When some people think about personal bankruptcy, they often picture those with limited resources and irresponsible personal habits. It is certainly true that there are types of bankruptcies specifically geared toward those with lower incomes and significant amounts of unsecured debt, specifically Chapter 7 bankruptcy.
However, Chapter 7 bankruptcy is not the only type of personal bankruptcy. There are also Chapter 13 proceedings. A Chapter 13 bankruptcy results in a repayment plan and is accessible to individuals regardless of their income level. Chapter 13 bankruptcy is often the go-to solution for successful professionals who are coping with high levels of debt.
More income often means more debt
Although people tend to assume that those living on less money accumulate more debt, research into credit card debt, in particular, shows that the opposite is true. Those with household incomes of under $50,000 are less likely than those earning higher, more competitive wages to carry significant amounts of credit card debt.
Those in professional positions often feel the need to “keep up with the Joneses” to protect an image of success. They need nicer vehicles, more fashionable clothes and other trappings of success to maintain their image and their careers. Additionally, they may be more likely to take on debt because they are confident in their ability to pay it off given enough time.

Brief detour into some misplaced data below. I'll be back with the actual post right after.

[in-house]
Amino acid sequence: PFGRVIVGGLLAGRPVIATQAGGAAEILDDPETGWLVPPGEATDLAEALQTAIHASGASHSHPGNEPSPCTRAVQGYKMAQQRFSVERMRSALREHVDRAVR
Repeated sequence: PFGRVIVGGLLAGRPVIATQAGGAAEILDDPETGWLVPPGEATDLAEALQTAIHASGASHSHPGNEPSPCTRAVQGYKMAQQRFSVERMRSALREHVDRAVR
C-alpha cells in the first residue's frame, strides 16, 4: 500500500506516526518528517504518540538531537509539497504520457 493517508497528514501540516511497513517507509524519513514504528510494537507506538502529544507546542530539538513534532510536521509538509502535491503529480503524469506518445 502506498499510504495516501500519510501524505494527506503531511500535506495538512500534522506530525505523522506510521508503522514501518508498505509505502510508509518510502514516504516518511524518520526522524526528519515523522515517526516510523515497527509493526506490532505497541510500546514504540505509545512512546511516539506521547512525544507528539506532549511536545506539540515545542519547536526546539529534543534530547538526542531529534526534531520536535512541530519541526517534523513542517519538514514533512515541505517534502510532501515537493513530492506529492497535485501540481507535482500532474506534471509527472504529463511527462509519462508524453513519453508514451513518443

All it takes is a job loss or an emergency, like a car crash or cancer diagnosis, to leave someone who commands a competitive wage unable to meet their financial obligations. Chapter 13 bankruptcy is often the best solution for those with good careers but also high levels of debt. There is no means test to pass, and their assets will not be at risk of liquidation as they could be in a Chapter 7 bankruptcy filing.
Although some people feel embarrassed about considering bankruptcy, eliminating certain debts after making several years of structured payments is often a better option than continuing to struggle financially with no end in sight. Recognizing that many professionals have filed for bankruptcy can inspire some individuals to seek debt relief, when needed, without shame.